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Dec
2
revised What is the conceptual difference between finally and a destructor?
added 636 characters in body
Dec
2
comment What is the conceptual difference between finally and a destructor?
@BartvanIngenSchenau: Is it that subtle? To me it seems like there's a pretty obvious rule of thumb: if you're releasing a resource, use destructors; otherwise use finally. I feel like that's clear in most if not all cases?
Dec
2
comment What is the conceptual difference between finally and a destructor?
@BartvanIngenSchenau: I never argued that any language currently in existence has a philosophy or implementation that matches what I described. People haven't finished inventing everything that could possibly exist yet. I only argued that there would be value in separating the two notions as they are different ideas and have different use cases. To satisfy your curiosity, I do believe D has both. There are probably other languages too. I don't consider it relevant though, and I couldn't care less why e.g. Java was in favor of finally.
Dec
2
comment Why is there no 'finally' construct in C++?
@StevenBurnap: Hopefully that's not a "true Scotsman" issue? i.e. if a C++ programmer did tell you that, hopefully you wouldn't think less of them as a C++ programmer, right? Because I expect many would, hence why you might never hear that.
Dec
2
comment What is the conceptual difference between finally and a destructor?
@MartinBa: Okay =P let me guess, you're going to argue the first case is too artificial, and that e.g. there must be some kind of "acquire" operation paired with the finally block?
Dec
2
comment What is the conceptual difference between finally and a destructor?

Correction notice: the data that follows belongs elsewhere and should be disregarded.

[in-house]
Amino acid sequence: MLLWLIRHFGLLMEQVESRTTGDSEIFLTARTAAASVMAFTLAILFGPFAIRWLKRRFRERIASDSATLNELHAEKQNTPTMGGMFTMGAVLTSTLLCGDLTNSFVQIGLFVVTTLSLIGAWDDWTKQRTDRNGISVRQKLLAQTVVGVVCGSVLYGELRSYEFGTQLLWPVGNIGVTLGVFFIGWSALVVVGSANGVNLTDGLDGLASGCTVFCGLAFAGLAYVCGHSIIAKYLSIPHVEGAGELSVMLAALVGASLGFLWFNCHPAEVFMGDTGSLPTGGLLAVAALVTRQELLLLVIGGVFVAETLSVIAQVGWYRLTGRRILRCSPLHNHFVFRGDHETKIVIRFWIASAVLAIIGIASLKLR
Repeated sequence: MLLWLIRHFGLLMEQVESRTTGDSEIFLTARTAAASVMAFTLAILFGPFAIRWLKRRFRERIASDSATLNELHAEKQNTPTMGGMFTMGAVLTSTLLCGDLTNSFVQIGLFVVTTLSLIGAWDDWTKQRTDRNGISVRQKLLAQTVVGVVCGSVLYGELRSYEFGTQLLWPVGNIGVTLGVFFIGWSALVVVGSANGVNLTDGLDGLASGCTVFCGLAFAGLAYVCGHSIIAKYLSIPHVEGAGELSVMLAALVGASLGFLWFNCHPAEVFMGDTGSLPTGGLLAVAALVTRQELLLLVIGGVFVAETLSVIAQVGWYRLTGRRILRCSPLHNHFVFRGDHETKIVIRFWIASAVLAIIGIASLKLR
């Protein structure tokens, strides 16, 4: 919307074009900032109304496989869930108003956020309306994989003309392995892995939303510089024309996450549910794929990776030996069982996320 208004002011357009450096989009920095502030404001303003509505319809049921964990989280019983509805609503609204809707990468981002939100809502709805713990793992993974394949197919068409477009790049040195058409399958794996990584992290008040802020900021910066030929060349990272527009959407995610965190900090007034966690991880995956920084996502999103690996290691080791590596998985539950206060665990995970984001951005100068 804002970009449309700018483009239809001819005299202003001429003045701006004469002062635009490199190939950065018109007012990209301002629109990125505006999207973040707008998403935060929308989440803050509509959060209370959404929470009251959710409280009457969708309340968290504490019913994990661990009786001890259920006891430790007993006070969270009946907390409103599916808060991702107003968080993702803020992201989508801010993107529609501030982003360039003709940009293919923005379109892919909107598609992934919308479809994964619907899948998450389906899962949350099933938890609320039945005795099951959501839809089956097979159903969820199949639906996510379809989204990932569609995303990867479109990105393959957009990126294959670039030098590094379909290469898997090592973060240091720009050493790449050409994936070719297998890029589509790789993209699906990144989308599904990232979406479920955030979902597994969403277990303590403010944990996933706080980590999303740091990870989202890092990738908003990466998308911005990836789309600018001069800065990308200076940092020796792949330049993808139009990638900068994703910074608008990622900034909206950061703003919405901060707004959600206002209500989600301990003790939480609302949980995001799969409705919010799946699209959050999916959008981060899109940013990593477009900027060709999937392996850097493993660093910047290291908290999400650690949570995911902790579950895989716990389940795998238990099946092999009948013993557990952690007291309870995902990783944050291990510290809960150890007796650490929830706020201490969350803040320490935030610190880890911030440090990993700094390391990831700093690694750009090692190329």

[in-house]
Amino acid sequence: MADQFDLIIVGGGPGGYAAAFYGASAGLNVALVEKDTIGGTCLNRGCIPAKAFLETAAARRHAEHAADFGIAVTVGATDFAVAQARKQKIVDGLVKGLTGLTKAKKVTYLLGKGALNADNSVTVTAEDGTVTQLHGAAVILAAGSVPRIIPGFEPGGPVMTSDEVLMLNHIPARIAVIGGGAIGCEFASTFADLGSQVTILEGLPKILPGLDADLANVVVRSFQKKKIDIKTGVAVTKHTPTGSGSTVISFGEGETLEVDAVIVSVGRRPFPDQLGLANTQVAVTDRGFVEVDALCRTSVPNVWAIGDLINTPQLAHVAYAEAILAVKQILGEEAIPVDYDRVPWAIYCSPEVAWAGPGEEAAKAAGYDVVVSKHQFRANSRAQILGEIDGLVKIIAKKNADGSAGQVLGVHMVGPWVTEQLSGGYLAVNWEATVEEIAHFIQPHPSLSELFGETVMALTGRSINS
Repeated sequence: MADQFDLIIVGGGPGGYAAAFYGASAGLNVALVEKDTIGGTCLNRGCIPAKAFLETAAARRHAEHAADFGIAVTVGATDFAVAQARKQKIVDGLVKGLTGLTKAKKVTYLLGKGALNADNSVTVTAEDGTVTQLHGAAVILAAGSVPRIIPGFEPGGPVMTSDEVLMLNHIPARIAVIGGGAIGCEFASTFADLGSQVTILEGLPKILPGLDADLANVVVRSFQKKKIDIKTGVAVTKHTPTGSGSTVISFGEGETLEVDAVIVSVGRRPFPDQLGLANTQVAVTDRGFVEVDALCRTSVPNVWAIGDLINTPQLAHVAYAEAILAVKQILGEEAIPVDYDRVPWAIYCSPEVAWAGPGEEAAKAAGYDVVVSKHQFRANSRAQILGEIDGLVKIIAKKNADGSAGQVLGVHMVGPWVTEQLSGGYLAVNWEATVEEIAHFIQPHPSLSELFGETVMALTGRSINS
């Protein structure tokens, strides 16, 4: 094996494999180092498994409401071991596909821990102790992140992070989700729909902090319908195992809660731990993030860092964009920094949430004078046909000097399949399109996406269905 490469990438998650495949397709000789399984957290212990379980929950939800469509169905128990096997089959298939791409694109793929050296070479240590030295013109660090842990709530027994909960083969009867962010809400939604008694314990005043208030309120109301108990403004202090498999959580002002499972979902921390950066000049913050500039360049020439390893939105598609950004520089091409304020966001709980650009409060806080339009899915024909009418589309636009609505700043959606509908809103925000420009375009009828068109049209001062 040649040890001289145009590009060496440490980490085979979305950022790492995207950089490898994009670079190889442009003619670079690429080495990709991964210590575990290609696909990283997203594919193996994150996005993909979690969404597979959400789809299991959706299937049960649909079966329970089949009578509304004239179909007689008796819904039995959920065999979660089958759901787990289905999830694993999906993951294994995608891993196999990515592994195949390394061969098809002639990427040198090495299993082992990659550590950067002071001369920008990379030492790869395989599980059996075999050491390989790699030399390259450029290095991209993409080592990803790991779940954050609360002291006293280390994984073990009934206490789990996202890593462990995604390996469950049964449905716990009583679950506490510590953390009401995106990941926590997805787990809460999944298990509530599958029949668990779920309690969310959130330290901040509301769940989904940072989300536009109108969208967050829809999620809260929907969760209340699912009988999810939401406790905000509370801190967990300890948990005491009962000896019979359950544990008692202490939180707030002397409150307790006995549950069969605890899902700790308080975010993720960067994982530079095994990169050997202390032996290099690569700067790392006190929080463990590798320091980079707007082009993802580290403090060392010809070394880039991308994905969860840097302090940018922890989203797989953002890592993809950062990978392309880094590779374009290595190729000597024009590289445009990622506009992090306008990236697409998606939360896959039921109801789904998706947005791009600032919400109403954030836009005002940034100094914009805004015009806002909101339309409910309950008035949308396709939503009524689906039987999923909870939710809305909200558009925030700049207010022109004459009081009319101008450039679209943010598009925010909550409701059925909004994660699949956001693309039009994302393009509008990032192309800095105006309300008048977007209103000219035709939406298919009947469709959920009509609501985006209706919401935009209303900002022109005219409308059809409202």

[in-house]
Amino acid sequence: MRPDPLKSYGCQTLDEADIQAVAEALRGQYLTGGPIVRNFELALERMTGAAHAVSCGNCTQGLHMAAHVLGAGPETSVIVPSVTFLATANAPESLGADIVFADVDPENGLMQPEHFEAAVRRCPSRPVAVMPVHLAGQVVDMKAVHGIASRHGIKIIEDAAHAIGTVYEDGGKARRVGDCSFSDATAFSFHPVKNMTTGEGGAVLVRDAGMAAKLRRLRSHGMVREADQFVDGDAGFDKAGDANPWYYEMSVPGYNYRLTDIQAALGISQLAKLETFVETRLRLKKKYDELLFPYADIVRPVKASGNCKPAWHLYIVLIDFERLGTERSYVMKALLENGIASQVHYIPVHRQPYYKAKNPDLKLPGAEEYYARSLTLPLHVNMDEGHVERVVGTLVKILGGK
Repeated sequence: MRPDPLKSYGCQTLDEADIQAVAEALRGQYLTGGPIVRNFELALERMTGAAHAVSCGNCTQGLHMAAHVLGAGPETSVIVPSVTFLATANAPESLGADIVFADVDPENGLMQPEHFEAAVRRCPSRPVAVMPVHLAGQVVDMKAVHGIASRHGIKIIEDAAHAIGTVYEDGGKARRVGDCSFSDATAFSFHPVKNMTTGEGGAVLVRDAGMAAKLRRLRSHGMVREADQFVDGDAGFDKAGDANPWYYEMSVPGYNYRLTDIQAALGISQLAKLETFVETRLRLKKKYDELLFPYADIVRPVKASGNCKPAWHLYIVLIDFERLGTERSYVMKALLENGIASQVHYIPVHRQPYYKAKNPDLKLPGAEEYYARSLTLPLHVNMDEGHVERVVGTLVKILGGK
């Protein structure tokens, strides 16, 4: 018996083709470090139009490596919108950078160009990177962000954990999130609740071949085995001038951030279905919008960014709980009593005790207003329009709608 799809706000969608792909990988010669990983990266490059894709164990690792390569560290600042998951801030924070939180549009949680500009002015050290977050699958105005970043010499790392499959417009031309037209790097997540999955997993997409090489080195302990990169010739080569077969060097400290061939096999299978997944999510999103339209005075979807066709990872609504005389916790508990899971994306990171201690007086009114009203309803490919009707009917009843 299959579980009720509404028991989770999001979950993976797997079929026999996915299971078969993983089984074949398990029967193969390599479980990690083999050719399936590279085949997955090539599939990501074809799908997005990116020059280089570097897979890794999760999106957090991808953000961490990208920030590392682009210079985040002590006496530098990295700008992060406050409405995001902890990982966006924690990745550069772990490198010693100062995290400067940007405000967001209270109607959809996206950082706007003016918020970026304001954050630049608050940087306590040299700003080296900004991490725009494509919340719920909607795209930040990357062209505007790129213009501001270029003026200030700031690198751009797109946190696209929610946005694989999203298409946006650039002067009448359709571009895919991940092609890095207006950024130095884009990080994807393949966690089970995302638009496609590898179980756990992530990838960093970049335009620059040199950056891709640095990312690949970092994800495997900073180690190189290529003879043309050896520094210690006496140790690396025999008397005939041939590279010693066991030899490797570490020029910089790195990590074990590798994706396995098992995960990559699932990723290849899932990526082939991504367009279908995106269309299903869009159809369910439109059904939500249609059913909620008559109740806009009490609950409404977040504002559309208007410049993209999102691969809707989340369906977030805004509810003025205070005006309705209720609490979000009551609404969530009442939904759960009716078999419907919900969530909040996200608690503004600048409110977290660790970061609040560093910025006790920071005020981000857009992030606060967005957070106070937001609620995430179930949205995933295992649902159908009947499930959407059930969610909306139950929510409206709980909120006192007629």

@BartvanIngenSchenau: Is that even a fact? In which language? And why should it factor into this?
Dec
2
answered What is the conceptual difference between finally and a destructor?
Nov
25
comment Is there anything that can be done with recursion that can't be done with loops?
"Prettier" is a technical term...?
Nov
24
answered Is there anything that can be done with recursion that can't be done with loops?
Nov
13
awarded  Nice Question
Nov
3
awarded  Popular Question
Oct
29
comment Why is the minus sign, '-', generally not overloaded in the same way as the plus sign?
This is more likely because set subtraction is defined in math, but set addition is not.
Oct
17
awarded  Popular Question
Aug
20
awarded  Autobiographer
Aug
17
comment What is it about functional programming that makes it inherently adapted to parallel execution?
+1 even though I'd noticed the problem with too much parallelism before, I had never looked at it the way you did in your answer. This gives me a great perspective, thanks for writing this.
Aug
8
awarded  Pundit
Jul
23
comment C++ Iterators: Best practice to represent end of range - Last or Beyond-last?
How would you represent the end of an empty range...?
Jun
30
comment How do I design a subclass whose method contradicts its superclass?
If a contract was just a method signature then it would be useless to ever specify them explicitly, since the signature would enforce it already.
Jun
22
comment What problem do algebraic data types solve?
Your last sentence is kind of like telling someone that "ships solve the same problem as airplanes: transportation -- they just take a different approach to it". It's a completely correct statement, and also a pretty useless one.
Jun
17
comment What's the point of implementing a Stack using two queues?
(...cont'd) If you think about the uses of priority queues, it is generally true (i.e., there exists a statistical trend) that those enqueued later are still dequeued later than those enqueued earlier. For example, breadth-first-search is an approximation to Dijkstra's algorithm in many cases, even though in particular instances it might not be a great approximation. A stack is never any kind of approximation to a queue. It has precisely the opposite behavior in every situation, so calling it a queue is completely nonsensical.